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In the two short stories, Dulce et Decorum Est by Wilfred Owen and Who’s for the Game? by Jessie Pope, both authors use a variety of language features to portray various descriptions in a more vivid manner. Pope uses the features of metaphor and personification to give readers the perception that war is an exciting and glorious affair in which the citizens of a nation have a duty to protect king and country. Owen, on the other hand, uses the features of simile and onomatopoeia to make war seem much more horrific and dreadful; an event where innocent men suffer.

Owen uses a very descriptive simile to introduce the horrendous suffering and agony that soldiers endure in war. “Bent double like beggars under sacks.” Here Owen compares young, proud soldiers to old and battered “beggars.” We are fed a powerful image of tattered, broken men whose once-proud shoulders have been bent through the strain that they have endured. We begin to realise war is not a “game” that is to be taken lightly, it is a deathly affair and only hardship awaits those who readily take up its challenge. Owen feeds us an image that is very much in contrast to what we as a society perceive soldiers as. We normally imagine a soldier as a proud, smart individual with glory and pride etched onto their face. Here we are given an image of pain and anguish and due to this contrast the image is more potent. This has a certain relevance to the wider world. We question the toil and torment ordinary men and women must endure, even today, to defend their country from acts of terrorism and violence. Is protecting your country worth this strife?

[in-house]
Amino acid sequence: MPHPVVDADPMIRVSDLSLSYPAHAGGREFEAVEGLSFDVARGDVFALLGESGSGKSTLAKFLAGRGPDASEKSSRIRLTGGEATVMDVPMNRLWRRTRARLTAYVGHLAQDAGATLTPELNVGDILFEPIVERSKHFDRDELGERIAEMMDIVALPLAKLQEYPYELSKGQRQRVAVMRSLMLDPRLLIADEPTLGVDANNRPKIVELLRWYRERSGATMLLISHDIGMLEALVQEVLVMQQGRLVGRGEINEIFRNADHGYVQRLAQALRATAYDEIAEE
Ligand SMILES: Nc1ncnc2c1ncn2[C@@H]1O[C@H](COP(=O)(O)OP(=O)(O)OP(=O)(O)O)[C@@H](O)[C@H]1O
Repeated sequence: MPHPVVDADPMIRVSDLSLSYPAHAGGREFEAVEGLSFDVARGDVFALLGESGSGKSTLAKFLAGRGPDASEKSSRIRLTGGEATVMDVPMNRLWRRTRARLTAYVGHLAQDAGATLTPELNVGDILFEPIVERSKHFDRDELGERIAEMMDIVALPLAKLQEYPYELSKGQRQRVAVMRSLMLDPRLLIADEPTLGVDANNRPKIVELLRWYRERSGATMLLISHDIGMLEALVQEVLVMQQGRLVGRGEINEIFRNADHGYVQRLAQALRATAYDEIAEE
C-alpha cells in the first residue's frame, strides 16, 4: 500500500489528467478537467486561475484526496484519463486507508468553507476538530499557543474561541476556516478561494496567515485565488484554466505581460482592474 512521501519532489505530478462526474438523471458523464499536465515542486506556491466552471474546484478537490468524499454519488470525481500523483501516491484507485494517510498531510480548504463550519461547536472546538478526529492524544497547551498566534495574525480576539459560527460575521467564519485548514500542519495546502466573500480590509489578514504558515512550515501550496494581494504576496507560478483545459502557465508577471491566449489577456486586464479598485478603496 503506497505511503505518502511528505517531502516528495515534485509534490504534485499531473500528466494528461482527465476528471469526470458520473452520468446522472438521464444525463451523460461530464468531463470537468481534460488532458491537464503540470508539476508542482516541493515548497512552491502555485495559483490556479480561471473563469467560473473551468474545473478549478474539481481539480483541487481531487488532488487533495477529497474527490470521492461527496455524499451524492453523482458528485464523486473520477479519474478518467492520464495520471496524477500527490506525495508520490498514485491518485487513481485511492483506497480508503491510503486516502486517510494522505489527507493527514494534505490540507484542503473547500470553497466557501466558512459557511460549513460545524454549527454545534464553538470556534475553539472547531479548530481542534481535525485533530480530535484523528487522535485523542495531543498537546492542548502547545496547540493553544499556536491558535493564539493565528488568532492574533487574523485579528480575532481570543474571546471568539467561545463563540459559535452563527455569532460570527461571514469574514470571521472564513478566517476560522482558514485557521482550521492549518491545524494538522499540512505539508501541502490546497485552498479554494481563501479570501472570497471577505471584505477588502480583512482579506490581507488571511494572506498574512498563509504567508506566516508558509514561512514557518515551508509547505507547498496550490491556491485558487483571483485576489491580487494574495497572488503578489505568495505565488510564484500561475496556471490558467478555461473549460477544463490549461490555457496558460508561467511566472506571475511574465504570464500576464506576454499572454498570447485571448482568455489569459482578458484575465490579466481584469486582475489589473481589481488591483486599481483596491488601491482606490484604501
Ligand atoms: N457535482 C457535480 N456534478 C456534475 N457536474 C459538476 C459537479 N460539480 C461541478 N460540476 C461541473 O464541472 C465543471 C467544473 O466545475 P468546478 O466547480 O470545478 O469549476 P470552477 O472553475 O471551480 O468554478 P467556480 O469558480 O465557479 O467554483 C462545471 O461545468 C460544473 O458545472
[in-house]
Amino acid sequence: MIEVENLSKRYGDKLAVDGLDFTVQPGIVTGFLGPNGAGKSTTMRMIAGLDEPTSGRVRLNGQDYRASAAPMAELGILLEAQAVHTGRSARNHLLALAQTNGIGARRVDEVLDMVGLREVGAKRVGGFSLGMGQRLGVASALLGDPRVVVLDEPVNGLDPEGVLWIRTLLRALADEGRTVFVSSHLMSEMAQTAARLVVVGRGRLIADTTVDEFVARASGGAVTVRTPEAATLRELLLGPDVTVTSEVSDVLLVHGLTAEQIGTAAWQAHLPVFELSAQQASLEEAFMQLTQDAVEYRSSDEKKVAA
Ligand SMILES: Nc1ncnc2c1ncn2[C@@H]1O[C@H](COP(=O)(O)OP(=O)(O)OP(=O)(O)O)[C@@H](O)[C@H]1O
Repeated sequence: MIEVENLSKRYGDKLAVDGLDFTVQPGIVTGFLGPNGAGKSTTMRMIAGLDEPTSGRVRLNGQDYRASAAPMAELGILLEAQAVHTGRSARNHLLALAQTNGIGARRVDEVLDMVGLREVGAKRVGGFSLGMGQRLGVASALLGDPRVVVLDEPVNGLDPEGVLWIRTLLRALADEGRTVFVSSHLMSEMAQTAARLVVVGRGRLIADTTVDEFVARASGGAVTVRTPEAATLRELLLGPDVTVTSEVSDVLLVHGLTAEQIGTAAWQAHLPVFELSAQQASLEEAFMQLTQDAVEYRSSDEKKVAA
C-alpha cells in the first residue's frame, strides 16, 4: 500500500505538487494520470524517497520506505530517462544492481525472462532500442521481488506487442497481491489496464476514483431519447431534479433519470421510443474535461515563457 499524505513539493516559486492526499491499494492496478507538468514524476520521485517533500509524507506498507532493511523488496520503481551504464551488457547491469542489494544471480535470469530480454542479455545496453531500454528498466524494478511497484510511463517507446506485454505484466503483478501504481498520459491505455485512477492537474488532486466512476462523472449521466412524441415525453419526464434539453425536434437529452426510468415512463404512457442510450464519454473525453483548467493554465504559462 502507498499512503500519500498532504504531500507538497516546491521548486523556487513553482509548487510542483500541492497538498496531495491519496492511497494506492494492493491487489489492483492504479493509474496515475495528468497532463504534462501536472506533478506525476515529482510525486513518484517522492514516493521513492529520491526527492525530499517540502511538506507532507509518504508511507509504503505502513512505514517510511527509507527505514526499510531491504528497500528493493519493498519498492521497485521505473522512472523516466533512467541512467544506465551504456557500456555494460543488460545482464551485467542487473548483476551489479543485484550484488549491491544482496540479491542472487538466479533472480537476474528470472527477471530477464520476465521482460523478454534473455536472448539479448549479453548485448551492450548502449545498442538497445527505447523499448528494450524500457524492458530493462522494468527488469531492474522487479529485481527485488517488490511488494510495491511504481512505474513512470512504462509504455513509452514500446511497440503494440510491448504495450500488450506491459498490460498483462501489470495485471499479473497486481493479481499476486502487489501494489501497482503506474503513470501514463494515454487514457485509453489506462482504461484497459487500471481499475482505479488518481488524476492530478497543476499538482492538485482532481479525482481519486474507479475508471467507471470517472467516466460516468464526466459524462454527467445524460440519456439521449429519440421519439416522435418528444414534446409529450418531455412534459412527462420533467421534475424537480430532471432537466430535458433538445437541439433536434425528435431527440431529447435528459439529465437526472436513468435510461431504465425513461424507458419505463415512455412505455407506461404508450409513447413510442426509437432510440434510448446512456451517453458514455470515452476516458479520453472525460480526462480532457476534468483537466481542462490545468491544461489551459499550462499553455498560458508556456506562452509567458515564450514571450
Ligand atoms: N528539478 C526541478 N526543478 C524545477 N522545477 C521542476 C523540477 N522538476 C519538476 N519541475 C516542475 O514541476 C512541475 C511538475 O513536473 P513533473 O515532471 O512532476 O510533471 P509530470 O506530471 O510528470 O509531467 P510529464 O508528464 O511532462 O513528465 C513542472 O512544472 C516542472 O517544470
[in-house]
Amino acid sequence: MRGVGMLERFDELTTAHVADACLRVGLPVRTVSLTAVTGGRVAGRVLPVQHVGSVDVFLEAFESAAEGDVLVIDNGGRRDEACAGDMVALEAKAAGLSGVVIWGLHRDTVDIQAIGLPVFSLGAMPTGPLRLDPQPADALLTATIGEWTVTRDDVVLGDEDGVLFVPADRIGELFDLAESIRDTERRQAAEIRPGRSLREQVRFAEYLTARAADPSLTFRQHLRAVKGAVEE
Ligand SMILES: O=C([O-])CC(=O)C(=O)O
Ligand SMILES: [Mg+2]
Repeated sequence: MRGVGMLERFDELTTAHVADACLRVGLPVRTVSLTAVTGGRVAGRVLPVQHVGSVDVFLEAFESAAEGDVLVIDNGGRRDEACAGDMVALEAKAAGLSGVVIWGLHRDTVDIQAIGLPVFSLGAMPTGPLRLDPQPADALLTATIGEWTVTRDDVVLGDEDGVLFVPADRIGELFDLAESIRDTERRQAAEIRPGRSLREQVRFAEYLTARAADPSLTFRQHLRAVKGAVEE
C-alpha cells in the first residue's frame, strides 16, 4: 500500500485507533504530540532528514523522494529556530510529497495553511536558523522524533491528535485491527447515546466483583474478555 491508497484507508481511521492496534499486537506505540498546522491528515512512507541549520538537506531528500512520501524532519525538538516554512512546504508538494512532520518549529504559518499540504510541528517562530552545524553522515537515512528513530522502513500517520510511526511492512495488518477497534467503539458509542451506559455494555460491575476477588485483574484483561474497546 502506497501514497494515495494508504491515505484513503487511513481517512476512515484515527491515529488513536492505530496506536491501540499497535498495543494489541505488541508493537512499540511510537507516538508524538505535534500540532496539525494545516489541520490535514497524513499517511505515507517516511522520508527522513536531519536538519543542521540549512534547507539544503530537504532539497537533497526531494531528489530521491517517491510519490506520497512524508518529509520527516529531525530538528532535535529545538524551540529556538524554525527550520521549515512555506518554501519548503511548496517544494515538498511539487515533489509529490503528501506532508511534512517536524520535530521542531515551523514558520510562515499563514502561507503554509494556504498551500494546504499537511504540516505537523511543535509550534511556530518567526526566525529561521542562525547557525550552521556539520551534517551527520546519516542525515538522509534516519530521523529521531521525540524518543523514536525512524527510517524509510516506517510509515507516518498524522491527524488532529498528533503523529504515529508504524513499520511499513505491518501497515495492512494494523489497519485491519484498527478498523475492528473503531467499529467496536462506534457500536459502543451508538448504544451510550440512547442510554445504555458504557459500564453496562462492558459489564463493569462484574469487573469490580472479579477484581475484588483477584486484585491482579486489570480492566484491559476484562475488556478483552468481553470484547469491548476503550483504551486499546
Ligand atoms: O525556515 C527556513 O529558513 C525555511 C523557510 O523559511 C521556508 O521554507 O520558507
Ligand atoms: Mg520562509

Owen allows the reader to gain an insight into the agonizing death that soldiers face through the gross and horrific use of onomatopoeia. “The blood came gargling from froth-corrupted lungs.” This very dramatic onomatopoeia gives the reader the impression that they themselves are witnessing the death. The yelling, distressed soldier becomes all too lifelike and...